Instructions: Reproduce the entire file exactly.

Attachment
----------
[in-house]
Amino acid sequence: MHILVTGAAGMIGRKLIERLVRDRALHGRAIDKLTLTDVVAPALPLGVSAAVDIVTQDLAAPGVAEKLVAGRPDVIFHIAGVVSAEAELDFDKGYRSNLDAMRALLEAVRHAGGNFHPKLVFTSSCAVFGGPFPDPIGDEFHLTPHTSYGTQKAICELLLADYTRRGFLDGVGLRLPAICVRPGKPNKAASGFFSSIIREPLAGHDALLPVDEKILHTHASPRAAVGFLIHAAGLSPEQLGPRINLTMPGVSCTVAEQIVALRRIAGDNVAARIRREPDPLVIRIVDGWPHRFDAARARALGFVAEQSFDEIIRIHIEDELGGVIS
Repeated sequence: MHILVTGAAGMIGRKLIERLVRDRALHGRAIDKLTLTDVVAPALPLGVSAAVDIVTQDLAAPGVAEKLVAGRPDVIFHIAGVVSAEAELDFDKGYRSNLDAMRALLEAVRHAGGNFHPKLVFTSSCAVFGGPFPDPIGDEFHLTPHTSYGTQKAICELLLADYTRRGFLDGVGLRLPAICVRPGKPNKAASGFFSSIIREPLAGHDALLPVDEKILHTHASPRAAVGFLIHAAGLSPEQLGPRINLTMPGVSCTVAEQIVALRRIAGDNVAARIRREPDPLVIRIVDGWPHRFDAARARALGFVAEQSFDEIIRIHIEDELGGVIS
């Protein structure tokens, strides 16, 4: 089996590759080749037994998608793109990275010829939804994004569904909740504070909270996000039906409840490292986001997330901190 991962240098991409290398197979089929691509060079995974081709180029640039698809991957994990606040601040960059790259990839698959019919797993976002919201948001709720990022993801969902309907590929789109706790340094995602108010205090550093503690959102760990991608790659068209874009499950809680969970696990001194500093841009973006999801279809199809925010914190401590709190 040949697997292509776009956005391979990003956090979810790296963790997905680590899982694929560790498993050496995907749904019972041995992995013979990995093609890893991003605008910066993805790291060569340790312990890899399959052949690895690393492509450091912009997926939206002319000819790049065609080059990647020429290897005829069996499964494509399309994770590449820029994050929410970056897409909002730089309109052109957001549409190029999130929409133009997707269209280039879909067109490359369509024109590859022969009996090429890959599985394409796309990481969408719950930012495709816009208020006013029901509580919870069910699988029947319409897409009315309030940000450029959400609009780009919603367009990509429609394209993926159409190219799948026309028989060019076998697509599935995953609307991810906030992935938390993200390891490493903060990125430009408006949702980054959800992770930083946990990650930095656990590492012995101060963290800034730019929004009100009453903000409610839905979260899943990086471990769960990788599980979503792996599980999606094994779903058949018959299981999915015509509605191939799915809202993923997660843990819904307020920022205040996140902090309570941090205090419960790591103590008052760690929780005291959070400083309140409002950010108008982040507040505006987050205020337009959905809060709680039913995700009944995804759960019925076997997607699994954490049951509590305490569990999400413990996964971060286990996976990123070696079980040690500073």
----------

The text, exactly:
[in-house]
Amino acid sequence: MHILVTGAAGMIGRKLIERLVRDRALHGRAIDKLTLTDVVAPALPLGVSAAVDIVTQDLAAPGVAEKLVAGRPDVIFHIAGVVSAEAELDFDKGYRSNLDAMRALLEAVRHAGGNFHPKLVFTSSCAVFGGPFPDPIGDEFHLTPHTSYGTQKAICELLLADYTRRGFLDGVGLRLPAICVRPGKPNKAASGFFSSIIREPLAGHDALLPVDEKILHTHASPRAAVGFLIHAAGLSPEQLGPRINLTMPGVSCTVAEQIVALRRIAGDNVAARIRREPDPLVIRIVDGWPHRFDAARARALGFVAEQSFDEIIRIHIEDELGGVIS
Repeated sequence: MHILVTGAAGMIGRKLIERLVRDRALHGRAIDKLTLTDVVAPALPLGVSAAVDIVTQDLAAPGVAEKLVAGRPDVIFHIAGVVSAEAELDFDKGYRSNLDAMRALLEAVRHAGGNFHPKLVFTSSCAVFGGPFPDPIGDEFHLTPHTSYGTQKAICELLLADYTRRGFLDGVGLRLPAICVRPGKPNKAASGFFSSIIREPLAGHDALLPVDEKILHTHASPRAAVGFLIHAAGLSPEQLGPRINLTMPGVSCTVAEQIVALRRIAGDNVAARIRREPDPLVIRIVDGWPHRFDAARARALGFVAEQSFDEIIRIHIEDELGGVIS
């Protein structure tokens, strides 16, 4: 089996590759080749037994998608793109990275010829939804994004569904909740504070909270996000039906409840490292986001997330901190 991962240098991409290398197979089929691509060079995974081709180029640039698809991957994990606040601040960059790259990839698959019919797993976002919201948001709720990022993801969902309907590929789109706790340094995602108010205090550093503690959102760990991608790659068209874009499950809680969970696990001194500093841009973006999801279809199809925010914190401590709190 040949697997292509776009956005391979990003956090979810790296963790997905680590899982694929560790498993050496995907749904019972041995992995013979990995093609890893991003605008910066993805790291060569340790312990890899399959052949690895690393492509450091912009997926939206002319000819790049065609080059990647020429290897005829069996499964494509399309994770590449820029994050929410970056897409909002730089309109052109957001549409190029999130929409133009997707269209280039879909067109490359369509024109590859022969009996090429890959599985394409796309990481969408719950930012495709816009208020006013029901509580919870069910699988029947319409897409009315309030940000450029959400609009780009919603367009990509429609394209993926159409190219799948026309028989060019076998697509599935995953609307991810906030992935938390993200390891490493903060990125430009408006949702980054959800992770930083946990990650930095656990590492012995101060963290800034730019929004009100009453903000409610839905979260899943990086471990769960990788599980979503792996599980999606094994779903058949018959299981999915015509509605191939799915809202993923997660843990819904307020920022205040996140902090309570941090205090419960790591103590008052760690929780005291959070400083309140409002950010108008982040507040505006987050205020337009959905809060709680039913995700009944995804759960019925076997997607699994954490049951509590305490569990999400413990996964971060286990996976990123070696079980040690500073």